Is the Miami Marlins payroll going up?
By Neil Raymond
Barry Jackson of the Miami Herald wrote a powerful expose’ about the Miami Marlins payroll issues. It hit hard and left us a few questions to say the least. I actually recently wrote about how this off-season will tell us if Bruce Sherman is serious about winning. We already know that he’s not spending nearly enough on analytics, which is a key area for successful teams these days. Let’s take a look at the main points that Jackson made in his article l and see what we can take away from them.
Bruce Sherman needs to raise payroll to improve the Miami Marlins.
The article shed a pretty damning light on last off-season, indicating how bad the hitting improvements went… Catcher Jacob Stallings had a terrible season, despite being a 3 WAR player last season for the Pittsburgh Pirates. That one is odd and you can’t really blame Bruce Sherman and Kim Ng for. Stallings seems to be one of those players that just needs specific coaching and a specific environment.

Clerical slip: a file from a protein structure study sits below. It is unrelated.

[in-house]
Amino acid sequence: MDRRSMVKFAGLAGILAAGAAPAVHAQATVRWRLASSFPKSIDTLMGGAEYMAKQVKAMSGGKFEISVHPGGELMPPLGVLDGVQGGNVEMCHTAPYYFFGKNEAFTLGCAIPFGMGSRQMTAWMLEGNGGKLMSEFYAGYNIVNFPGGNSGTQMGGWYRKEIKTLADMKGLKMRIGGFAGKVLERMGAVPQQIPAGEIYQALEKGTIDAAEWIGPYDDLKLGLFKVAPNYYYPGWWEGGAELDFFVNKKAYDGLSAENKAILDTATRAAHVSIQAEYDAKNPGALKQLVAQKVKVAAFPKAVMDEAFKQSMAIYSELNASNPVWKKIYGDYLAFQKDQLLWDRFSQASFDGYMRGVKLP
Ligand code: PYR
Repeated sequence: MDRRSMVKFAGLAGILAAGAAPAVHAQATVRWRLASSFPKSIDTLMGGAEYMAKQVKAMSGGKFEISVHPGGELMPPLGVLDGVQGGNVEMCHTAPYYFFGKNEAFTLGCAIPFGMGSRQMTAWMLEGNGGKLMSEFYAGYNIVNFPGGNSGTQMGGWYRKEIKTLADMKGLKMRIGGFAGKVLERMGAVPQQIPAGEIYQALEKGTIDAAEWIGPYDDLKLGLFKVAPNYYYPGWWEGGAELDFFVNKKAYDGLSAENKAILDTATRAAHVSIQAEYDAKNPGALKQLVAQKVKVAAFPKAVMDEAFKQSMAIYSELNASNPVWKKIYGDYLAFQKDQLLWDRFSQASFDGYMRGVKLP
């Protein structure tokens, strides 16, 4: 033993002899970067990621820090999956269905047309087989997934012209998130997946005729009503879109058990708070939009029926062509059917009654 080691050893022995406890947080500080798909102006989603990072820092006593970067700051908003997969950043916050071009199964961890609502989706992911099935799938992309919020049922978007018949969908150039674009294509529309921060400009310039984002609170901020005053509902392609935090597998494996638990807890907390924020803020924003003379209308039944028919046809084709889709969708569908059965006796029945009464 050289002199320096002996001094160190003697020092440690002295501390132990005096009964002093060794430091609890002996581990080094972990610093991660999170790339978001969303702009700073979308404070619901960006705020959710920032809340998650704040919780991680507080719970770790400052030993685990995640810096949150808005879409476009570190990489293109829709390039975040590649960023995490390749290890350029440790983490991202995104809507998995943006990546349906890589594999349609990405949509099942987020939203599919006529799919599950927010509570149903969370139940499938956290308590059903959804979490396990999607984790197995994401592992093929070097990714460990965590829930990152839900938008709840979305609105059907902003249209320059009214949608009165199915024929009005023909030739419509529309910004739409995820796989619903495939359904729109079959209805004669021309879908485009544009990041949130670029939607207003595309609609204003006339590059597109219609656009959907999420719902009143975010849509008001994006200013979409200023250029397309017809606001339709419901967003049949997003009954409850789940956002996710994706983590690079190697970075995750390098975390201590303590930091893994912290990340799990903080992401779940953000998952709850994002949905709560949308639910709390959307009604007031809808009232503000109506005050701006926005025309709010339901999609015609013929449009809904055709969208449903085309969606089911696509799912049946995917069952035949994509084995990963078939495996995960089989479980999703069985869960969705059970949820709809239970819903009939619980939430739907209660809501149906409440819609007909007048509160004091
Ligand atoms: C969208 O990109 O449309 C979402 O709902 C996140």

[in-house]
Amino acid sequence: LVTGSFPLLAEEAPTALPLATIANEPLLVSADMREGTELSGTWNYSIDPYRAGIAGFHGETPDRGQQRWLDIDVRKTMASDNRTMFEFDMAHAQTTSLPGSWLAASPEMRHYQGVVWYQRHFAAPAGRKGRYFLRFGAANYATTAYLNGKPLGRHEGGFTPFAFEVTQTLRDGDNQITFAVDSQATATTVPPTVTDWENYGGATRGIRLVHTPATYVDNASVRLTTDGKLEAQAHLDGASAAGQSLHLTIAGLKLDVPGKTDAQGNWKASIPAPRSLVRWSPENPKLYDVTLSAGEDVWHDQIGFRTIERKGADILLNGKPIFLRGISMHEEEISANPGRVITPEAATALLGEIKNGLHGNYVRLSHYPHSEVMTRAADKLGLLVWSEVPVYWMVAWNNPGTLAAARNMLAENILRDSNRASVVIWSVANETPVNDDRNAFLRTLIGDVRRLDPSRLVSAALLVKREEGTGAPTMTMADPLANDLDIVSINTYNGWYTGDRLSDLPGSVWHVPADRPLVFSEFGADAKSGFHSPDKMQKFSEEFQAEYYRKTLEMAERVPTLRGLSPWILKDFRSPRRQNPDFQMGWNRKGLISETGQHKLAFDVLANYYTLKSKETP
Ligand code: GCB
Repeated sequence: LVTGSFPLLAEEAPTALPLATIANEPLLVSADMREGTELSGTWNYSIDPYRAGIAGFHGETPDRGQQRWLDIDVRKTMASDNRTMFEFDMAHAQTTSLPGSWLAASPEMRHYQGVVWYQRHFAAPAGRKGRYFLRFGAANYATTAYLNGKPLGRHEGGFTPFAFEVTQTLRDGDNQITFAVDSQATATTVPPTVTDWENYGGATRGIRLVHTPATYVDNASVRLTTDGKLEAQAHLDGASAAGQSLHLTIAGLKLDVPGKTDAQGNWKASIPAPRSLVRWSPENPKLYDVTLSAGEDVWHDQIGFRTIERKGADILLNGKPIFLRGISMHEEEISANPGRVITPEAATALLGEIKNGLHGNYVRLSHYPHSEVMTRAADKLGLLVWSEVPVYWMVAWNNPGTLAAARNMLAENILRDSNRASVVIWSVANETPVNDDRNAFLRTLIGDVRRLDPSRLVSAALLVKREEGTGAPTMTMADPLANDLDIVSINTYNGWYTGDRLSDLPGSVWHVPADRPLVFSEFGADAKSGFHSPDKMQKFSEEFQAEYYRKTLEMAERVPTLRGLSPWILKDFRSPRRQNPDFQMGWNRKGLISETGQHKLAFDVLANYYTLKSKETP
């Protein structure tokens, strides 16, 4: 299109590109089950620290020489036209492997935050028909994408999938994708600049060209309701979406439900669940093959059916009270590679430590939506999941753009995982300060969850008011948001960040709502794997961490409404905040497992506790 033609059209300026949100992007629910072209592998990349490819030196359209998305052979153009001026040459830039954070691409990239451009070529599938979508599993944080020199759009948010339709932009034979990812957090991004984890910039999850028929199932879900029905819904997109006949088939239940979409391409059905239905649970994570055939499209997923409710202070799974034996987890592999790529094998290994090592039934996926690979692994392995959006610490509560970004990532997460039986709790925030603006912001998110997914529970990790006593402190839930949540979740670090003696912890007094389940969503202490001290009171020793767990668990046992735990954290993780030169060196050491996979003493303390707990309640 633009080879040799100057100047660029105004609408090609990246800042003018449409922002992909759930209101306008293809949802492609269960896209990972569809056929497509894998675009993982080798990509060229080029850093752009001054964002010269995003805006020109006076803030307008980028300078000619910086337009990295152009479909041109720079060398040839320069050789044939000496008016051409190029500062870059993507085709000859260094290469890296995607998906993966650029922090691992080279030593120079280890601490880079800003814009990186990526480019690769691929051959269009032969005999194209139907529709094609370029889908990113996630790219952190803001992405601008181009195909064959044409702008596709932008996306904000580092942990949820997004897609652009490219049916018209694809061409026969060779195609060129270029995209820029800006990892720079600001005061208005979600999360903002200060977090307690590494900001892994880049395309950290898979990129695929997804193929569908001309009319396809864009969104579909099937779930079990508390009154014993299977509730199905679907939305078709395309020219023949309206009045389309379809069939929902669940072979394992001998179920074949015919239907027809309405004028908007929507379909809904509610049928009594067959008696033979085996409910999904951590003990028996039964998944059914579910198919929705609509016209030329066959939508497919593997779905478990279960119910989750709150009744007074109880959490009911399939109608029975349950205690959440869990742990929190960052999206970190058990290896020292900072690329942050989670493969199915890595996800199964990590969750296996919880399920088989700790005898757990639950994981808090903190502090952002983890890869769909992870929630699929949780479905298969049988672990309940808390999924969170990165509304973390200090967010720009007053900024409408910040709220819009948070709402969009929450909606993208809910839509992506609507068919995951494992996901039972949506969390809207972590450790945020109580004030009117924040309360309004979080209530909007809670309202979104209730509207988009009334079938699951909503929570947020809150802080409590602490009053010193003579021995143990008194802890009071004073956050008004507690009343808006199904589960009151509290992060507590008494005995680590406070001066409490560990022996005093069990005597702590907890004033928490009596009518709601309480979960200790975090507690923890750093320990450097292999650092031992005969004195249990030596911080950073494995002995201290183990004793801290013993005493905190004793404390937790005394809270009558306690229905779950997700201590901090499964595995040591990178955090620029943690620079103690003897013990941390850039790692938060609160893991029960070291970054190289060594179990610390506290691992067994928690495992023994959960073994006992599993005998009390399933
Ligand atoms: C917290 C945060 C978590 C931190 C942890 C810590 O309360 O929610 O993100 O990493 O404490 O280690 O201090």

The article mentioned the Jorge Soler and Avisail Garcia signings to boost the outfield as well. Neither deal worked out in 2022. I still think that Soler’s will. He had a stretch where he batted over .300 between a slow start and getting injured. He also needs to play well to avoid a massive pay cut in 2024 (his salary is basically cut in half in a player option, unless he chooses free agency). Jorge Soler will want to play well to earn a better contract in free agency.
Avisail Garcia is another story, as he was always streaky and seemed to be a “contract year player”. His season was a disaster with no redeeming qualities and I doubt he will ever live up to that contract. Barry points out that Bruce Sherman spent a lot of money on improving the team last off-season (over $100 million), but that the results weren’t there. At least the spending was a good sign. I would also add that Ng has to be more motivated too, considering the importance of her situation (first female GM).
The Miami Herald article ultimately states the author’s belief that the Miami Marlins won’t significantly raise payroll on 2023. This is a worrying proposition as Bruce Sherman needs to improve our hitting with at least some form of a financial investment. All eyes will be on Sherman once the World Series ends.